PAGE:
Vegan boxing equipment: Destroy your enemy – not the planet
Vehement, a Berlin start-up, is the world's first brand for vegan, fair-trade boxing equipment – and is fighting its corner quite successfully in both Europe and the USA. Read More
Does the word “vegan” conjure up images of soymilk, tofu and veggie burgers? Your favourite Indian curry perhaps? While you might think of environmental activism and hemp sandals, you probably don't associate it with combat sports in general and boxing in particular.
Yet bringing the two together is not all that far fetched. The equipment traditionally employed in the ring and on the mats is generally made of leather, and it is no secret that industrial cattle farming is destroying our environment. Almost half of all the drinking water on earth is consumed by the industry, as is around 30% of the global grain harvest. Leather is not an entirely natural material either, and there are few processes that involve as many toxic chemicals as tanning.
So removing leather from the equation and creating vegan boxing equipment makes a lot of sense. This was hobby boxer Jan Lenarz’ initial idea when he began looking for organic boxing gloves. After an unsuccessful quest, he decided to found his own company:
Vehement, the first manufacturer of vegan boxing equipment.
“Anyone who believes that the tough guys and girls don’t care about people, animals, and the environment isn’t thinking any further than the typical cliché allows”, he says. Respect for your body, your opponent, and fair play is essential to boxing and the martial arts. So a lot of professional athletes follow a strict vegan diet, like former Heavyweight Champion Mike Tyson.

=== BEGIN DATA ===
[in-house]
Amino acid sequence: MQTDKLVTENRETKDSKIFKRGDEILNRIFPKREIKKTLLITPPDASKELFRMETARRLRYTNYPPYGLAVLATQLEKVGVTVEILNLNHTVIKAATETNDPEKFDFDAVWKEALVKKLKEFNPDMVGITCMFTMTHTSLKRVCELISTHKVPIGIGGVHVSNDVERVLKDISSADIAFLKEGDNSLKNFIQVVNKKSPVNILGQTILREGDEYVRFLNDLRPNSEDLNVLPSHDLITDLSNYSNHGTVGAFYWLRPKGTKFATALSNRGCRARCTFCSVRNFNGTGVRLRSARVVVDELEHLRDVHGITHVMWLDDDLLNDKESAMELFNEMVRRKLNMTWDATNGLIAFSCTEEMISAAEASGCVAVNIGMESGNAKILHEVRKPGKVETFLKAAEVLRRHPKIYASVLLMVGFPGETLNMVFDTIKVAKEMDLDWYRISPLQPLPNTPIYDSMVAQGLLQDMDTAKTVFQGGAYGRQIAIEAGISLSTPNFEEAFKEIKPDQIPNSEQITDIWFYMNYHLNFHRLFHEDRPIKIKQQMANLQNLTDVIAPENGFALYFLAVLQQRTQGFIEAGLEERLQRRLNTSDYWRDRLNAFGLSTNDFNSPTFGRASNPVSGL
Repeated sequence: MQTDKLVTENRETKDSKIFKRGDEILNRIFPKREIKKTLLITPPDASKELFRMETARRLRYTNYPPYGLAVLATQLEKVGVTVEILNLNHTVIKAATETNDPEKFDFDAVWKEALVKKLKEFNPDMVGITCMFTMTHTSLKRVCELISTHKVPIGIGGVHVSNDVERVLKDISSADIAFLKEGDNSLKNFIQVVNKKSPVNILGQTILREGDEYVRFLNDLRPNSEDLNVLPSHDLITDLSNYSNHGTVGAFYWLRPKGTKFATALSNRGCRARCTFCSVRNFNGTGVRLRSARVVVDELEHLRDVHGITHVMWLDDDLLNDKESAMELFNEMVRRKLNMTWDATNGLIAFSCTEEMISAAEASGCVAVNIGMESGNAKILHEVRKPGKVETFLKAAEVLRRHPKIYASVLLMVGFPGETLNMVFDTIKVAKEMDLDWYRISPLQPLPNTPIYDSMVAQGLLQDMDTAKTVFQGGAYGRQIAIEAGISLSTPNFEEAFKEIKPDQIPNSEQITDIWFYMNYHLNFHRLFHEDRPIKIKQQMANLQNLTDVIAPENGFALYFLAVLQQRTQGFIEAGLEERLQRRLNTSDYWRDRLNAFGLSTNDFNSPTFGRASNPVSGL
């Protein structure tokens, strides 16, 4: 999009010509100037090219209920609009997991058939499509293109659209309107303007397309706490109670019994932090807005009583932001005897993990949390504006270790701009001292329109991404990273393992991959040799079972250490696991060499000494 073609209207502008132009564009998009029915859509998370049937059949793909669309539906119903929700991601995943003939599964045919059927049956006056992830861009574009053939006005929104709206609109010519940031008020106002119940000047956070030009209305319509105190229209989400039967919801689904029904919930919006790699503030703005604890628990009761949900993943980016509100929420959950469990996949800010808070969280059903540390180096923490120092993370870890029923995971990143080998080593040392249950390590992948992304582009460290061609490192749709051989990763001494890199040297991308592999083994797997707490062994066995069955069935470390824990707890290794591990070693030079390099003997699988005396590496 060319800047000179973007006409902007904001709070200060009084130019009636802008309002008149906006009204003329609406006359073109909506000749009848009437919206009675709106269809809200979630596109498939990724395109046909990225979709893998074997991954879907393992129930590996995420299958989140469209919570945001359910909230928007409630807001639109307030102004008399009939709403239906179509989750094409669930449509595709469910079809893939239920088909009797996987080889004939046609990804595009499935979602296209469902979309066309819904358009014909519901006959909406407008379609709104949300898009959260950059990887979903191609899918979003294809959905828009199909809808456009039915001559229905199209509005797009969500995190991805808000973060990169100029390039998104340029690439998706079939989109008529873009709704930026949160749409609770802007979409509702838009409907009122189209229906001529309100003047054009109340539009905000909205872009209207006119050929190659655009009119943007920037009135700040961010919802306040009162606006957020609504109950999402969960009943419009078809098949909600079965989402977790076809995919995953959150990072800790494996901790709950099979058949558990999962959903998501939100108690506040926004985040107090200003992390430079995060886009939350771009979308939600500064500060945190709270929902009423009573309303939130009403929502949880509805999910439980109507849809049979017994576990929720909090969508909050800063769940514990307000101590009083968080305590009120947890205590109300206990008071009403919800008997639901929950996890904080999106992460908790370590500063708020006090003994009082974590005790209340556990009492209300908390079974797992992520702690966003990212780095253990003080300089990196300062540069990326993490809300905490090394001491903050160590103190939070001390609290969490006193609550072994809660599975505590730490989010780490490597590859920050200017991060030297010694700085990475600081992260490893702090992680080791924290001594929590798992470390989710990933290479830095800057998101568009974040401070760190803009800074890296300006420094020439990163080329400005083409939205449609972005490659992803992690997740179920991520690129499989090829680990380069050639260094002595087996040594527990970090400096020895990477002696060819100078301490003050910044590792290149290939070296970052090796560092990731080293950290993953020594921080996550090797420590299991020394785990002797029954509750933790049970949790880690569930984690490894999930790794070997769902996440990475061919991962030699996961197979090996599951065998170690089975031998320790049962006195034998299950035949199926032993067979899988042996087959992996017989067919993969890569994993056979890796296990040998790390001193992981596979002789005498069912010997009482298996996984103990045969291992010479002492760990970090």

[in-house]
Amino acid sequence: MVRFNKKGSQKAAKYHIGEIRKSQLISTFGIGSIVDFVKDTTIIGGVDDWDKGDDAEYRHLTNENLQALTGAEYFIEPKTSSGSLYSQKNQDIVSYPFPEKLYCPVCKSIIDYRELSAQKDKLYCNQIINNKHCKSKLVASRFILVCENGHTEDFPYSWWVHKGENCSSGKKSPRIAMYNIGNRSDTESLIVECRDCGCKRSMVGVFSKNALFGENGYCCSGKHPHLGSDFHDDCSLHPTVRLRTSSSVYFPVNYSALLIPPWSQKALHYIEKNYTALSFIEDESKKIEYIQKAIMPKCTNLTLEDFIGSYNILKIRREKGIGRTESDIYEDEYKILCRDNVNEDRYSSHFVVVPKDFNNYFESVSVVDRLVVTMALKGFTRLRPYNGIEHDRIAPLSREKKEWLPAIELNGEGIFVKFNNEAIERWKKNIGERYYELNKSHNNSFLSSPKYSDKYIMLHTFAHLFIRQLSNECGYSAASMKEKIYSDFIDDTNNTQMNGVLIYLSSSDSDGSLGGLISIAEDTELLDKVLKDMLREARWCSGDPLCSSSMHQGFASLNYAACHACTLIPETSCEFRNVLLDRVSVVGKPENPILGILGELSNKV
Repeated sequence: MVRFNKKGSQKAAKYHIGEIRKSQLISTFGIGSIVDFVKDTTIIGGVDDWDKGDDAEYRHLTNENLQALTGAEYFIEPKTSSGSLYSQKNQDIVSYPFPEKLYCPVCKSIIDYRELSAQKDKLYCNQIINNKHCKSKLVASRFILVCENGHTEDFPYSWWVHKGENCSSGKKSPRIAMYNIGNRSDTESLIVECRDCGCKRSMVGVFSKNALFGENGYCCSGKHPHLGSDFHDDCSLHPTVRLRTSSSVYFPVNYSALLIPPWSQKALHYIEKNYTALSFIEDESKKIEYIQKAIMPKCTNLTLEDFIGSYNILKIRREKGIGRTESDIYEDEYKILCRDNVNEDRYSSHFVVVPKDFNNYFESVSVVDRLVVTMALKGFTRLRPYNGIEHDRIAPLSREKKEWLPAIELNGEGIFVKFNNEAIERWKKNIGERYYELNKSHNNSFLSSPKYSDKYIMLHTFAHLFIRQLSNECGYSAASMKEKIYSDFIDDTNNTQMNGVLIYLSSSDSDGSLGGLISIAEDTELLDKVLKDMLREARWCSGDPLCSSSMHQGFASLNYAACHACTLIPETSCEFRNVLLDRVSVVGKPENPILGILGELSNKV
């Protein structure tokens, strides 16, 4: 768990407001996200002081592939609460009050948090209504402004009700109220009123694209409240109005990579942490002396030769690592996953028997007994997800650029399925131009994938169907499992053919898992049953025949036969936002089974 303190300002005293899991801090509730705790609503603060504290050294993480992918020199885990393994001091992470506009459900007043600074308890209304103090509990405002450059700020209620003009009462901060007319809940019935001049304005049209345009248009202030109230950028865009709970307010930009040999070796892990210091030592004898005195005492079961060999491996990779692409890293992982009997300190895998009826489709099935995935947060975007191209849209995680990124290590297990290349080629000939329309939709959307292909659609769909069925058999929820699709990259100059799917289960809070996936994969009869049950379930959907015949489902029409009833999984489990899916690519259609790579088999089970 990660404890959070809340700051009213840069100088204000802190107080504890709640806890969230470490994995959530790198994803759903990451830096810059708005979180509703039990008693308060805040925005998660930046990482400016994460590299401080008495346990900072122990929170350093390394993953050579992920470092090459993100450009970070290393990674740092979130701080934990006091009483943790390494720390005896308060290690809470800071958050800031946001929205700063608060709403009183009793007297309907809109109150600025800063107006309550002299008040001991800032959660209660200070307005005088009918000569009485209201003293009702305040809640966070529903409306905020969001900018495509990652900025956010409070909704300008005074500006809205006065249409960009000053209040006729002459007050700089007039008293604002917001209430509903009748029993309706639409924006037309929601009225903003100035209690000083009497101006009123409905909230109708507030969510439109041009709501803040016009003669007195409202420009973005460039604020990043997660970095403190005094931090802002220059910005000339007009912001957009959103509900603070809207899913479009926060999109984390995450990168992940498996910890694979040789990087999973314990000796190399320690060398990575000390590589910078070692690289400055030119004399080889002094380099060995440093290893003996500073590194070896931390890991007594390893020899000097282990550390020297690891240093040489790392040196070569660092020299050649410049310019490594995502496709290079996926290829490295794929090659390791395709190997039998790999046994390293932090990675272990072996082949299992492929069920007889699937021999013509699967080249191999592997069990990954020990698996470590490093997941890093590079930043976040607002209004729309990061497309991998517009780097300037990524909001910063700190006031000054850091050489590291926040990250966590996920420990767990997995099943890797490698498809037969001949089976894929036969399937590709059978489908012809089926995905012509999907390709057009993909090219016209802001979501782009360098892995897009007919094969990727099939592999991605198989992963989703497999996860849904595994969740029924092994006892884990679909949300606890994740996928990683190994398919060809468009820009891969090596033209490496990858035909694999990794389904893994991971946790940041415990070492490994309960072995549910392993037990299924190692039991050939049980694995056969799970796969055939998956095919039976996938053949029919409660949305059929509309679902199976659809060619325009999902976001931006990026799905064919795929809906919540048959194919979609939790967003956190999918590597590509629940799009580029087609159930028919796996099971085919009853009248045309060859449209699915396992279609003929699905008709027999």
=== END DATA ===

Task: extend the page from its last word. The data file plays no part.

Respect for your body, your opponent, and fair play is essential to boxing and the martial arts.
The company’s success is the proof of concept: Vehement is still so small that delivery bottlenecks continue to plague it, even as the company expands rapidly on the US market. More and more professional athletes are stepping up to promote the company’s line of vegan products. We talked to Jan about what goes into the making of a vegan boxing glove.
Jan, you’re a boxer yourself. How long have you boxed, and why did you get started?
I started Thai boxing around ten years ago. Like most people involved in the martial arts, I enjoy it as a hobby. It keeps me fit and helps me grow as a person. I am not interested in competing; the whole professional scene is just too crazy for me. And I’m not alone. Most people love combat sports because it is all about respect and having fun while you push your own physical and personal limits.
Vehement started with a set of vegan boxing gloves. How did this come about?